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Masonic Encyclopedia

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The titles conferred in the rituals of Freemasonry upon various officers are often apparently grandiloquent, lofty, and have given occasion to some, who have not fully understood their true meaning, to call them absurd and bombastic. On this subject Brother Albert Pike has, in the following remarks, given a just significance to Masonic titles:

Some of these titles we retain, but they have with us meanings entirely consistent with the spirit of equality, which is the foundation and peremptory law of its being, of all Freemasonry. The Knight, with us, is he who devotes his hand, his heart, his brain to the service of freemasonry, and professes himself the sworn soldier of truth: the Prince is he who aims to be chief, Princeps. first, leader among his equals, in virtue and good deeds: the Sovereign is he who, one of an Order whose members are all sovereigns, is supreme only because the law and Constitutions are so which he administers, and by which he like every other Brother, is governed. The titles Puissant, Potent, Wise, and Venerable indicate that power of virtue, intelligence, and wisdom which those ought to strive to attain who are placed in high offices by the suffrages of their Brethren, and all our other titles and designations have an esoteric meaning consistent with modesty and equality and which those who receive them should fully understand.

(See also Sermons, Masonic.)

A further welcome consideration of the subject is by Canon J. W. Horsley, who compares Masonic titles with those of the Episcopal Church, particularly the Church of England. Brother Horsley writes in Transactions, Quatuor Coronati Lodge, 1910 (part 2, volume X.Viii, page 98) that it may be obvious to the observing, but all people do not observe, that many of the names and titles used in Freemasonry and its organization have been borrowed directly and in their proper order from the Church of England. He invited an examination of the following illustrations.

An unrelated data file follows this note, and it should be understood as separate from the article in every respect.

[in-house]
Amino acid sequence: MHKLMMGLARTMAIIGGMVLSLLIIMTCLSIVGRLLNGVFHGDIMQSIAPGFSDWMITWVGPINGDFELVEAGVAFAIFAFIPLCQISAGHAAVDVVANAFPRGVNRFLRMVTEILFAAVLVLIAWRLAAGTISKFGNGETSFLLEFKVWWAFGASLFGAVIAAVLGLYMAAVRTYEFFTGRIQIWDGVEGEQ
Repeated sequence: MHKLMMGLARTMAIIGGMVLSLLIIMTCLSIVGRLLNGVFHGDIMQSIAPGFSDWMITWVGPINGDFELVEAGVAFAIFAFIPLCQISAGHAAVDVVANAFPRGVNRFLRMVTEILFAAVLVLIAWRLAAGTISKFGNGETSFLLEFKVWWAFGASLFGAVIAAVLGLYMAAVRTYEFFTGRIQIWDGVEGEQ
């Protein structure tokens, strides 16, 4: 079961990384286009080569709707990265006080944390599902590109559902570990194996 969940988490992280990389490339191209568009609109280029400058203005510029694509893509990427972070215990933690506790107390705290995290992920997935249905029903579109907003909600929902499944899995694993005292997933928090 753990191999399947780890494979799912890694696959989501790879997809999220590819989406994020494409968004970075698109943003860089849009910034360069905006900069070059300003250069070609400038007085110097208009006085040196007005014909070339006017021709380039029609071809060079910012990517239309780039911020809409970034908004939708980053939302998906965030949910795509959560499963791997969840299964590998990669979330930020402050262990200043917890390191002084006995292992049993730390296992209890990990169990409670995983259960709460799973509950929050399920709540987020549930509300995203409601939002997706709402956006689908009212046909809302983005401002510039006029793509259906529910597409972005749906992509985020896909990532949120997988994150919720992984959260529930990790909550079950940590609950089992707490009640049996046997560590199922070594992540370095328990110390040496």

1. The Church of England has at its head the two Primates of Canterbury and of York, and their official title is The Most Reverend. Masonry therefore has The Most Worshipful Grand Master, and Pro-Grand Master.

2. Under them in the hierarchy come the Right Reverend the Bishops. So Masonry puts next to its heads The Right Worshipful the Deputy Grand Master, The Right Worshipful Provincial Grand Masters, and The Right Worshipful Grand Wardens. 3. The next title of honor or office in the Church is that of Very Reverend applied to Deans or Heads of Cathedral Chapters. Hence Very Worshipful as designating Grand Chaplain, Grand Treasurers, Registrar, Secretary, Director of Ceremonies, and President of the Board of Benevolence.

4. The unit of the Parish brings us to the parallel of The Reverend Parish Priests and The Worshipful the Master of a Lodge. Each is assisted by two Wardens and the association for many legal and administrative purposes of Rector and Church Wardens is as real and close as that of Master and Wardens.

5. One might here note the resemblance between the ceremony of the induction of the Priest into the benefice or care of a Parish and that of the installation of a Mason as Master of a Lodge. In the case of the more formal appointing of a Canon the resemblance is more marked by the ecclesiastical use of the word "installation" and moreover by the character of the physical act whereby the Bishop puts the new Canon into his Stall with a ritual that comes with no novelty to one who has previously been installed as the Master of a Lodge.

6. Reverting to the fact that of the two Primates the Archbishop of Canterbury is termed Primate of All England and the Archbishop of York the Primate of England, we may recall the time when in the early part of the 18th century there was a Grand Lodge of All England and a Grand Lodge of England.

7. Why certain groupings of Lodges are called Provinces may have puzzled some. Not so, however, those who as Churchmen were familiar with the division of lingland into the Province of Canterbury and the Province of York.

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